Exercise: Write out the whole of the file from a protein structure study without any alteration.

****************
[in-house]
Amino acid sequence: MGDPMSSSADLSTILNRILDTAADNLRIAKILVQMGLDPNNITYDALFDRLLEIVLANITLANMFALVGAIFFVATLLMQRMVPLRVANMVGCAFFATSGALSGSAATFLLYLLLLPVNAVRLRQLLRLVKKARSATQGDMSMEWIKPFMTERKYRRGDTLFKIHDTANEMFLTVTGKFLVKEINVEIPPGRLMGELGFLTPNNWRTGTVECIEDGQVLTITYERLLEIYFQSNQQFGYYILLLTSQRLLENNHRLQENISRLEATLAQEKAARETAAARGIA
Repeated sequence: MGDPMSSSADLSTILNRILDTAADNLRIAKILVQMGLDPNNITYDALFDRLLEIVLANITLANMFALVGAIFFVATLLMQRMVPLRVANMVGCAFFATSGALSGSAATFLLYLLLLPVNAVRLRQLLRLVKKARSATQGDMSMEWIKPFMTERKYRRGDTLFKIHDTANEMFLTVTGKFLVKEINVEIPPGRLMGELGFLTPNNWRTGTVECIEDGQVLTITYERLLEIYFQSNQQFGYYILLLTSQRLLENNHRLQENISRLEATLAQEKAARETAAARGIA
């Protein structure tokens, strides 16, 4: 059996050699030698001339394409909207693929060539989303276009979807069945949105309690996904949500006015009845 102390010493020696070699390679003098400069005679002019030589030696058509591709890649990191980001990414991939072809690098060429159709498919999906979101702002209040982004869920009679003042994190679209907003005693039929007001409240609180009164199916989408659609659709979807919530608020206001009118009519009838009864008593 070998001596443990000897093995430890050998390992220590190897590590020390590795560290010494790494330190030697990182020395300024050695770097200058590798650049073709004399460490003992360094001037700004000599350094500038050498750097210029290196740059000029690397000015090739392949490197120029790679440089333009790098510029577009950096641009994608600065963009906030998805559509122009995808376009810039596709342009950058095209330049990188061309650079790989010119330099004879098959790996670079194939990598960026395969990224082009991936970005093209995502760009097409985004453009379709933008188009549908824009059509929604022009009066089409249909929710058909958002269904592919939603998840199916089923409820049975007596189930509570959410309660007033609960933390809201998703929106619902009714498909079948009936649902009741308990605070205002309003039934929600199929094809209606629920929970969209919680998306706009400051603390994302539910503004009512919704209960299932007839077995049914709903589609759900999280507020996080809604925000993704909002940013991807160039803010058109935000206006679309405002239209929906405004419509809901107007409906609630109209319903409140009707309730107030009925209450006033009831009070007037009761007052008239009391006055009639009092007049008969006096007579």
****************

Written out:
[in-house]
Amino acid sequence: MGDPMSSSADLSTILNRILDTAADNLRIAKILVQMGLDPNNITYDALFDRLLEIVLANITLANMFALVGAIFFVATLLMQRMVPLRVANMVGCAFFATSGALSGSAATFLLYLLLLPVNAVRLRQLLRLVKKARSATQGDMSMEWIKPFMTERKYRRGDTLFKIHDTANEMFLTVTGKFLVKEINVEIPPGRLMGELGFLTPNNWRTGTVECIEDGQVLTITYERLLEIYFQSNQQFGYYILLLTSQRLLENNHRLQENISRLEATLAQEKAARETAAARGIA
Repeated sequence: MGDPMSSSADLSTILNRILDTAADNLRIAKILVQMGLDPNNITYDALFDRLLEIVLANITLANMFALVGAIFFVATLLMQRMVPLRVANMVGCAFFATSGALSGSAATFLLYLLLLPVNAVRLRQLLRLVKKARSATQGDMSMEWIKPFMTERKYRRGDTLFKIHDTANEMFLTVTGKFLVKEINVEIPPGRLMGELGFLTPNNWRTGTVECIEDGQVLTITYERLLEIYFQSNQQFGYYILLLTSQRLLENNHRLQENISRLEATLAQEKAARETAAARGIA
């Protein structure tokens, strides 16, 4: 059996050699030698001339394409909207693929060539989303276009979807069945949105309690996904949500006015009845 102390010493020696070699390679003098400069005679002019030589030696058509591709890649990191980001990414991939072809690098060429159709498919999906979101702002209040982004869920009679003042994190679209907003005693039929007001409240609180009164199916989408659609659709979807919530608020206001009118009519009838009864008593 070998001596443990000897093995430890050998390992220590190897590590020390590795560290010494790494330190030697990182020395300024050695770097200058590798650049073709004399460490003992360094001037700004000599350094500038050498750097210029290196740059000029690397000015090739392949490197120029790679440089333009790098510029577009950096641009994608600065963009906030998805559509122009995808376009810039596709342009950058095209330049990188061309650079790989010119330099004879098959790996670079194939990598960026395969990224082009991936970005093209995502760009097409985004453009379709933008188009549908824009059509929604022009009066089409249909929710058909958002269904592919939603998840199916089923409820049975007596189930509570959410309660007033609960933390809201998703929106619902009714498909079948009936649902009741308990605070205002309003039934929600199929094809209606629920929970969209919680998306706009400051603390994302539910503004009512919704209960299932007839077995049914709903589609759900999280507020996080809604925000993704909002940013991807160039803010058109935000206006679309405002239209929906405004419509809901107007409906609630109209319903409140009707309730107030009925209450006033009831009070007037009761007052008239009391006055009639009092007049008969006096007579």